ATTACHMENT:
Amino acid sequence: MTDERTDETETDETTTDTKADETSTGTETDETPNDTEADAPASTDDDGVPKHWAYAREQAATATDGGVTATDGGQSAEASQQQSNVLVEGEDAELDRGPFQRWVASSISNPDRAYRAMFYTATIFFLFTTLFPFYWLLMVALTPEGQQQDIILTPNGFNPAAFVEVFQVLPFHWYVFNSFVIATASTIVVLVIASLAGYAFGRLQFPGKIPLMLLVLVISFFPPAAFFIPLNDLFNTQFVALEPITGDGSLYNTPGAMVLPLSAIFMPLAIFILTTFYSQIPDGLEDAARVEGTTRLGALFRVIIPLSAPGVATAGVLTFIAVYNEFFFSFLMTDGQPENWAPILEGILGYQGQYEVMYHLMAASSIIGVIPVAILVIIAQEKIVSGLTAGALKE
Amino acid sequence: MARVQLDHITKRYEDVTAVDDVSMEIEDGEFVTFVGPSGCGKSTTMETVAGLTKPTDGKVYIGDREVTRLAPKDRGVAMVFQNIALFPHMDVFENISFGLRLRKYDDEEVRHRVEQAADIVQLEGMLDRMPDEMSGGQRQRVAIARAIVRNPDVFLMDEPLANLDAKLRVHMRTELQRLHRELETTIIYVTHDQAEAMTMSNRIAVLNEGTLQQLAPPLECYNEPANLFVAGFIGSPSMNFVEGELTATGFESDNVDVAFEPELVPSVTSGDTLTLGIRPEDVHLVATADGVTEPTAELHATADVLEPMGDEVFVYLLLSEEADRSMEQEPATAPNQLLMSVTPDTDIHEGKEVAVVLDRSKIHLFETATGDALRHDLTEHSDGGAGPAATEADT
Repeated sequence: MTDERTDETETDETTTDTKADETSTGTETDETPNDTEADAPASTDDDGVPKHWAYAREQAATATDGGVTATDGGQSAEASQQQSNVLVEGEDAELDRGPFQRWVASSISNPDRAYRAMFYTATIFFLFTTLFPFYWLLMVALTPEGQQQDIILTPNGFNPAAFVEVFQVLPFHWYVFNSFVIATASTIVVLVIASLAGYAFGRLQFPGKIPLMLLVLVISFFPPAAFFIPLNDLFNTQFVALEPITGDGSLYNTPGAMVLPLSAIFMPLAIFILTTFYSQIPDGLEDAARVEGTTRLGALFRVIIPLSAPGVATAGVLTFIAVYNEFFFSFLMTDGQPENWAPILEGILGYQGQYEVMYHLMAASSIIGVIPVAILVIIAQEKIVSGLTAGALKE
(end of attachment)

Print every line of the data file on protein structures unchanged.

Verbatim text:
Amino acid sequence: MTDERTDETETDETTTDTKADETSTGTETDETPNDTEADAPASTDDDGVPKHWAYAREQAATATDGGVTATDGGQSAEASQQQSNVLVEGEDAELDRGPFQRWVASSISNPDRAYRAMFYTATIFFLFTTLFPFYWLLMVALTPEGQQQDIILTPNGFNPAAFVEVFQVLPFHWYVFNSFVIATASTIVVLVIASLAGYAFGRLQFPGKIPLMLLVLVISFFPPAAFFIPLNDLFNTQFVALEPITGDGSLYNTPGAMVLPLSAIFMPLAIFILTTFYSQIPDGLEDAARVEGTTRLGALFRVIIPLSAPGVATAGVLTFIAVYNEFFFSFLMTDGQPENWAPILEGILGYQGQYEVMYHLMAASSIIGVIPVAILVIIAQEKIVSGLTAGALKE
Amino acid sequence: MARVQLDHITKRYEDVTAVDDVSMEIEDGEFVTFVGPSGCGKSTTMETVAGLTKPTDGKVYIGDREVTRLAPKDRGVAMVFQNIALFPHMDVFENISFGLRLRKYDDEEVRHRVEQAADIVQLEGMLDRMPDEMSGGQRQRVAIARAIVRNPDVFLMDEPLANLDAKLRVHMRTELQRLHRELETTIIYVTHDQAEAMTMSNRIAVLNEGTLQQLAPPLECYNEPANLFVAGFIGSPSMNFVEGELTATGFESDNVDVAFEPELVPSVTSGDTLTLGIRPEDVHLVATADGVTEPTAELHATADVLEPMGDEVFVYLLLSEEADRSMEQEPATAPNQLLMSVTPDTDIHEGKEVAVVLDRSKIHLFETATGDALRHDLTEHSDGGAGPAATEADT
Repeated sequence: MTDERTDETETDETTTDTKADETSTGTETDETPNDTEADAPASTDDDGVPKHWAYAREQAATATDGGVTATDGGQSAEASQQQSNVLVEGEDAELDRGPFQRWVASSISNPDRAYRAMFYTATIFFLFTTLFPFYWLLMVALTPEGQQQDIILTPNGFNPAAFVEVFQVLPFHWYVFNSFVIATASTIVVLVIASLAGYAFGRLQFPGKIPLMLLVLVISFFPPAAFFIPLNDLFNTQFVALEPITGDGSLYNTPGAMVLPLSAIFMPLAIFILTTFYSQIPDGLEDAARVEGTTRLGALFRVIIPLSAPGVATAGVLTFIAVYNEFFFSFLMTDGQPENWAPILEGILGYQGQYEVMYHLMAASSIIGVIPVAILVIIAQEKIVSGLTAGALKE